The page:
- The Washington Times - Wednesday, May 12, 2004

The District stands as the front-runner in the race for the Montreal Expos, according to comments attributed to Jerry Reinsdorf, Chicago White Sox owner and chairman of Major League Baseball’s relocation committee.

Reinsdorf told John Alevizos, a New England developer who unsuccessfully tried to move the Expos to central Connecticut, on Monday that baseball is deciding between the District, Las Vegas and Monterrey, Mexico, and that Washington is the most likely choice.

“Those are the three cities, and [Reinsdorf] said they were thinking most about D.C.,” Alevizos said. “I had heard rumors to that effect, asked Jerry if they were true, and he said they were. It makes sense. If they’re not going to come to Connecticut, they should go to Washington.”

Reinsdorf declined to comment yesterday. However, Scott Reifert, White Sox spokesman, said Reinsdorf refutes Alevizos’ claims.

“What Mr. Reinsdorf did say to [Alevizos] was that Washington was among the cities still under consideration,” Reifert said. “He took issue with the characterization that the committee was leaning toward Washington.”

Alevizos’ account of his conversation with Reinsdorf was first reported yesterday in two Connecticut newspapers. In an interview with The Washington Times, Alevizos said Reinsdorf came away impressed from a meeting last Thursday in the District with Mayor Anthony Williams and several city officials.

“Jerry said that after the meeting with the mayor and several folks from the city council there, he was confident about getting through [public] funding for a stadium,” Alevizos said.

The District is proposing to fund fully a new stadium on the grounds of RFK Stadium. Three downtown sites also remain possibilities, though those each would require some private capital in the form of annual lease payments from the team owner.

MLB intends to select the Expos’ new home by midsummer, but several industry sources say a city may not be decided upon until late this summer or the fall.

Mark Tuohey, chairman of the D.C. Sports & Entertainment Commission, declined to comment on the Alevizos-Reinsdorf conversation, but said “we were as impressed with baseball’s professionalism and sincerity [during last week’s meeting] as we believe they were with our proposal.”

If Reinsdorf’s comments are true, that would effectively eliminate Northern Virginia after an 11-year pursuit of baseball that almost saw the move of the Houston Astros in 1995 to the commonwealth.

Gabe Paul Jr., executive director of the Virginia Baseball Stadium Authority, also disputed Alevizos’ account. The authority met last night to continue development of its ballpark proposal.

“Nobody has told me we’re out of the mix,” Paul said. “Baseball has not given us any notification like that. If that’s the case, it’s news to me.”

Where the authority intends to put a stadium, however, remains uncertain. All previously disclosed site options have run into resistance, and Paul refused to name new sites under consideration.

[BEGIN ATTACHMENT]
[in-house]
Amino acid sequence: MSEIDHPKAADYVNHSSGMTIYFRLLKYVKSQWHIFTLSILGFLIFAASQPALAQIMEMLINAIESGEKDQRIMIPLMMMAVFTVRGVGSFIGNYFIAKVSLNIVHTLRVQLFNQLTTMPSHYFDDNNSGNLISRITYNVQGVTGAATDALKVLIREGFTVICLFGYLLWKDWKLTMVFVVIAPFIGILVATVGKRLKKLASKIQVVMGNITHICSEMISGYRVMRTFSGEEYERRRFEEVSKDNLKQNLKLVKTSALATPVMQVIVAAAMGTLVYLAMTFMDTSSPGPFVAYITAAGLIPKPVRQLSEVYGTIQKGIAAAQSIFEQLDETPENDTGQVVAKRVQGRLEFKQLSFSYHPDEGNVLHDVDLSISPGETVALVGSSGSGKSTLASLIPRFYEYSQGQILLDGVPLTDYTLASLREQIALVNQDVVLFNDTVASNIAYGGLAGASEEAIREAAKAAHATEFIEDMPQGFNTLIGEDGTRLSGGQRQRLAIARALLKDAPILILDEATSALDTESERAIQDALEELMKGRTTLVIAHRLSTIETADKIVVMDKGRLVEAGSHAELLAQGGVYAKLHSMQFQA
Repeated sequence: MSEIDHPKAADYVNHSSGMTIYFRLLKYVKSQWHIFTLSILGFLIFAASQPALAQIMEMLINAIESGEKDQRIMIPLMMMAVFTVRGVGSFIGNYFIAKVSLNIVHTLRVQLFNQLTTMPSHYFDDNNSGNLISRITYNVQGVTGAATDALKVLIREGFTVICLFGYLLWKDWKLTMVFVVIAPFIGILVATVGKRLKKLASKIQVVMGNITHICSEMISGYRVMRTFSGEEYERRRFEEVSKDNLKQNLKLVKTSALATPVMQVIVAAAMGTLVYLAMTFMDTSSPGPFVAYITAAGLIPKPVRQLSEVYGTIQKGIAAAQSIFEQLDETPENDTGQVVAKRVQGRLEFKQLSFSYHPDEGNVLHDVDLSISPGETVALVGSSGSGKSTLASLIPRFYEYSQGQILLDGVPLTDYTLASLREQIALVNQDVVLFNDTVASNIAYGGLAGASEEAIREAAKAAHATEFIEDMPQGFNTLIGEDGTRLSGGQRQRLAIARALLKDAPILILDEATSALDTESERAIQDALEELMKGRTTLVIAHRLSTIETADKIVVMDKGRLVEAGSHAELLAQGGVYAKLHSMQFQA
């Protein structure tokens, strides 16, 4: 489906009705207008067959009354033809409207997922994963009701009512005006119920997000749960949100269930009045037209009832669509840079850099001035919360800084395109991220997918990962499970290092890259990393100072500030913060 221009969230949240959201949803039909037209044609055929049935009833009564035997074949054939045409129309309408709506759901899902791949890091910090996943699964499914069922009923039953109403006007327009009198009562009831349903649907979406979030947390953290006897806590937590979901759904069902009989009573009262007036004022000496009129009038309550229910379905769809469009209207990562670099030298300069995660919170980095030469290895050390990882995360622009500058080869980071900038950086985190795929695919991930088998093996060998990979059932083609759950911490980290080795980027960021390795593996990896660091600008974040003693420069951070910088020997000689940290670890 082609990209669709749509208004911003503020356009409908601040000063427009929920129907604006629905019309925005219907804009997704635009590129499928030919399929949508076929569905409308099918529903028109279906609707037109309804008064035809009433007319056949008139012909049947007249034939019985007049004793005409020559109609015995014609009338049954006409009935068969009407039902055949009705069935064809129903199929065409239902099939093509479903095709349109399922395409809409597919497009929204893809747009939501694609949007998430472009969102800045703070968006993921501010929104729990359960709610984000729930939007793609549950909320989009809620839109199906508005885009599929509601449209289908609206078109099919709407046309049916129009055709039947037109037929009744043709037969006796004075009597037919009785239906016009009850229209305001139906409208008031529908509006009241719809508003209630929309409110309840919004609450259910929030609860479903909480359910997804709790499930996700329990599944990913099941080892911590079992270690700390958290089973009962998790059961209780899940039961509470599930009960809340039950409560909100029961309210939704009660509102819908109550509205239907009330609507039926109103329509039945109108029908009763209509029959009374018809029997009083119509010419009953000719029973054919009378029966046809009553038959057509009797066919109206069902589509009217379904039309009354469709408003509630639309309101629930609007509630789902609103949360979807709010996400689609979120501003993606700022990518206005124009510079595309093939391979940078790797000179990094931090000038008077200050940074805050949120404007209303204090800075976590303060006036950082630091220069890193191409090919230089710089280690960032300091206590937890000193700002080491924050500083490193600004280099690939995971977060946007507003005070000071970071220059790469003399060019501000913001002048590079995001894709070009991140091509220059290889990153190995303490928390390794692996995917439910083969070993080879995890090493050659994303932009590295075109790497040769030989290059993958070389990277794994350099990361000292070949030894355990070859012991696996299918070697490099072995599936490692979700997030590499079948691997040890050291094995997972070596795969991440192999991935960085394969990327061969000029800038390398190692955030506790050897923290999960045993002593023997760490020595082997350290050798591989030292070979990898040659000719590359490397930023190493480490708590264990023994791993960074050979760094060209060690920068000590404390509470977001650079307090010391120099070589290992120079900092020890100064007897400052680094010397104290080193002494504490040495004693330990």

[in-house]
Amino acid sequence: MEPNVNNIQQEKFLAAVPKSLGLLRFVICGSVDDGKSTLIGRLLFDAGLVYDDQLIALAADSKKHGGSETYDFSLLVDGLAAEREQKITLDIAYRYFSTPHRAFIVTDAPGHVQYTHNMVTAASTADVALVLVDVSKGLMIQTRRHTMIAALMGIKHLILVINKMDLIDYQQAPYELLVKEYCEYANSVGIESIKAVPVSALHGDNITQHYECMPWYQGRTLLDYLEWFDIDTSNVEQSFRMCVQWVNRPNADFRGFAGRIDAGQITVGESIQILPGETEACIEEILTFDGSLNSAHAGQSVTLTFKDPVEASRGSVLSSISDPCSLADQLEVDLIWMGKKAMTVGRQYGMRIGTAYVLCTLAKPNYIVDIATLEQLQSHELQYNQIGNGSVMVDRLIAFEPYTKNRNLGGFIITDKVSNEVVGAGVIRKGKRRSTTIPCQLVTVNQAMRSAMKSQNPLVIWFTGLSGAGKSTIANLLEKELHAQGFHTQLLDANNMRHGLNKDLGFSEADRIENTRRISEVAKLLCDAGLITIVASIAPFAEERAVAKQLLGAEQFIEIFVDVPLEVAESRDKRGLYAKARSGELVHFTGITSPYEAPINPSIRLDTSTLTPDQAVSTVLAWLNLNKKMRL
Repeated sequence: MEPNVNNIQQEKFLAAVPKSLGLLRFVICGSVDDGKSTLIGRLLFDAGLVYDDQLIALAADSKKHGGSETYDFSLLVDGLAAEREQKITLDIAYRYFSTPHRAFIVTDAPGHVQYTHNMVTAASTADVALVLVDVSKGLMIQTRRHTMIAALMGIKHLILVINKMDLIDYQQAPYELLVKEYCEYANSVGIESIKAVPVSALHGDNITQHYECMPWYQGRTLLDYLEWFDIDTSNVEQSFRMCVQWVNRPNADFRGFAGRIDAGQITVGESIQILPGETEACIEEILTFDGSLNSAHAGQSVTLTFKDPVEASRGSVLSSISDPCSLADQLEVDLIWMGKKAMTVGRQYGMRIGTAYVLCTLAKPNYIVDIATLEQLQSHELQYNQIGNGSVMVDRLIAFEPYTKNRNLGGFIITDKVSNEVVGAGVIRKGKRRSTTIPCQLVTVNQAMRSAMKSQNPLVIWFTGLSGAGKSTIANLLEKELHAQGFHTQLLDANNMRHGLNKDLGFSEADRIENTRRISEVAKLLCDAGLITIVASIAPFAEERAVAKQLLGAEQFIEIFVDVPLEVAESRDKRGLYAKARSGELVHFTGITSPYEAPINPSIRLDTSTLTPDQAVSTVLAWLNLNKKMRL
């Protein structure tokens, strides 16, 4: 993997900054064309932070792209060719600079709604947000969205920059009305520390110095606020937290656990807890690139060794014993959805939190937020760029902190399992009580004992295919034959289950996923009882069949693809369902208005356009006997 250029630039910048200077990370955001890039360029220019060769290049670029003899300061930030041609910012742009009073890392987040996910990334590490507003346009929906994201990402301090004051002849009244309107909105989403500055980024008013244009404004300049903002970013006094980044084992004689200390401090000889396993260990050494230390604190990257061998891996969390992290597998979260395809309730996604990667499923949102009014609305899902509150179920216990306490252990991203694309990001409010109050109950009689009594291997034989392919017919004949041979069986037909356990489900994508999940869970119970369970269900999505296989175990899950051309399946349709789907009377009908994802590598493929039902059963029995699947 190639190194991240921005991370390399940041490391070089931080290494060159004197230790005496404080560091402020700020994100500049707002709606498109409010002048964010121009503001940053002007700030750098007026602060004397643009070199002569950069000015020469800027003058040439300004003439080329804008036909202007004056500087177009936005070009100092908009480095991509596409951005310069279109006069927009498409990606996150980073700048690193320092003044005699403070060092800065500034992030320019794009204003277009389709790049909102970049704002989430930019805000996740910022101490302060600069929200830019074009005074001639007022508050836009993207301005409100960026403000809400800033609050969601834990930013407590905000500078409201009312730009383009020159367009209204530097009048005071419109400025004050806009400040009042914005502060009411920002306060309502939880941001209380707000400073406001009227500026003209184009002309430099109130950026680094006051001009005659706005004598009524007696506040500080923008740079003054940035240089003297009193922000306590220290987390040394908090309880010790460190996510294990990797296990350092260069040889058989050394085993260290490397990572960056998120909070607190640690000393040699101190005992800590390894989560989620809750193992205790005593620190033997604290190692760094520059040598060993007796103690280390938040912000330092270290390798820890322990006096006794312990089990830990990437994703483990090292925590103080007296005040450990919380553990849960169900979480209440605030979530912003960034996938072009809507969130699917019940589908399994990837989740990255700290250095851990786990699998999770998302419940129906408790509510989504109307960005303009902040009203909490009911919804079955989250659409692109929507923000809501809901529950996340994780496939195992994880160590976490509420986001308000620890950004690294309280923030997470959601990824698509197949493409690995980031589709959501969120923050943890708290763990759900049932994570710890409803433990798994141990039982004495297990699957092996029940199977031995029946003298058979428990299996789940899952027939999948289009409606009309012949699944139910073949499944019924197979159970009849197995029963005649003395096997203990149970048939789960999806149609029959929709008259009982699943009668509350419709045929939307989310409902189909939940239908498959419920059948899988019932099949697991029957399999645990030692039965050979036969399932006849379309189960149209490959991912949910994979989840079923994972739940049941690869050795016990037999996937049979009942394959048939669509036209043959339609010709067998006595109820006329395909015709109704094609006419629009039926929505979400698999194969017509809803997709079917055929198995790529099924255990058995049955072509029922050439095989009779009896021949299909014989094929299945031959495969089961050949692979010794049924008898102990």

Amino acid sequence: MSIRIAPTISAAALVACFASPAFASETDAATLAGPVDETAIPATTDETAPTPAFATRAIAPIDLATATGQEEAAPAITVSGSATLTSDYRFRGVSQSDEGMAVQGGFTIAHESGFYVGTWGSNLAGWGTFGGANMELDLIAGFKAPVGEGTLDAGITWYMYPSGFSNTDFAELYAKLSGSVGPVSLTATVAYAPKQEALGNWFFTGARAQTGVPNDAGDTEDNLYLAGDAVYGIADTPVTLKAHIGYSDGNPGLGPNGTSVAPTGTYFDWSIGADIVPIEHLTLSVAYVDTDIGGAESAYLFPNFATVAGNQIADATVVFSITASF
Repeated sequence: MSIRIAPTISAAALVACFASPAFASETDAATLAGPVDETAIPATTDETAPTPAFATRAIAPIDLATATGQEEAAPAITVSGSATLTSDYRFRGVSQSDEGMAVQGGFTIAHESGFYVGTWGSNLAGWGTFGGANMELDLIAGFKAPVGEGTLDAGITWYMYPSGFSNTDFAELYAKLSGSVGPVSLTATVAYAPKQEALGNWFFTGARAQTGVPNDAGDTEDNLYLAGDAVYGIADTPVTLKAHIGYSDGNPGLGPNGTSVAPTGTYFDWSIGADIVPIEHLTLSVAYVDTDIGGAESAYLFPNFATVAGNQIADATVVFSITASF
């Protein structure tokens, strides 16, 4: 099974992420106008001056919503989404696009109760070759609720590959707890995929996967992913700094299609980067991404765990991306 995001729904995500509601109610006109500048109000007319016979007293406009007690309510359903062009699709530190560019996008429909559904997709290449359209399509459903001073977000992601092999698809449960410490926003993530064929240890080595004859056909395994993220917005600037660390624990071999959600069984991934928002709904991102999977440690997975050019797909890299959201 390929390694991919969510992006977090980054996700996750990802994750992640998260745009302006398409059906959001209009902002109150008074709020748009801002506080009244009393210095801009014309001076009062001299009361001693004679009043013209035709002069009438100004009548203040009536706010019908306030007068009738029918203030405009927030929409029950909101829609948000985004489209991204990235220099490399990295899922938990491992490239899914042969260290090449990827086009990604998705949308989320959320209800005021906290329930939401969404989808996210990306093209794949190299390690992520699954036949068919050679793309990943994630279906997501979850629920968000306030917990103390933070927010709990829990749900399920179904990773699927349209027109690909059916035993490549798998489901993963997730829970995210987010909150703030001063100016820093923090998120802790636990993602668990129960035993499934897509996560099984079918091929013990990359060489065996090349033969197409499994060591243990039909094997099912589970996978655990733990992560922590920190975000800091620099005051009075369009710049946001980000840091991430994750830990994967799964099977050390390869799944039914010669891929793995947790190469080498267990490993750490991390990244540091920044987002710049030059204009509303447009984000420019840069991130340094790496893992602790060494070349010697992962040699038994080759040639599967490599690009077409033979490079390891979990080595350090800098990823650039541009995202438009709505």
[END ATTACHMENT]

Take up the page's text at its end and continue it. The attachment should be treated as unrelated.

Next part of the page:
Reinsdorf’s bullishness toward the District, funneled through Alevizos, follows praise generated immediately following last week’s meeting between the District and the relocation committee. One of the primary messages from that session — MLB’s assertion that the Baltimore Orioles should not be an obstacle to Washington getting a team — was directly challenged by Alevizos.

“I told Jerry that if they go to Washington, they’re in for a huge fight with [Baltimore Orioles owner Peter] Angelos, and he said he knew,” Alevizos said. “You’re dealing with a very formidable guy there.”

Angelos, who recently explored broad front-office budget cuts for the Orioles, is an opponent of any team moving to the Washington area.

Alevizos also questioned Washington’s ability to get around the Angelos factor. But in the same breath, he said he may put together an ownership group to bid on the Expos should it move to the District. Alevizos, a former executive with the Boston Red Sox and Atlanta Braves, said he would like to get back into baseball and was encouraged Monday by Reinsdorf to pursue the ownership ranks.

From its start, Alevizos’ Connecticut bid failed to achieve significant approval or interest from MLB. A late entry to the Expos race, which also includes Norfolk and Portland, Ore., Connecticut was deemed by Reinsdorf and the committee not large enough to support a club. Alevizos proposed to a build a new ballpark on land he owns in suburban Wallingford, Conn., between New Haven and Hartford along Interstate 91.

Eric Stern, spokesman for the Monterrey effort to land the Expos, confirmed Alevizos’ account from Reinsdorf that the Northern Mexico city, Washington and Las Vegas have made an MLB short list.

“This is all consistent with what we have heard,” Stern said.

Carlos Bremer, the leader of the Monterrey bid, is still seeking the Expos on a one-year trial basis before committing to a permanent relocation.

Las Vegas continues to draw interest from several MLB executives, but it is still seen as a long shot for any franchise in the near future. It has a limited TV market and the high percentage of its workforce is on the job during the evening.

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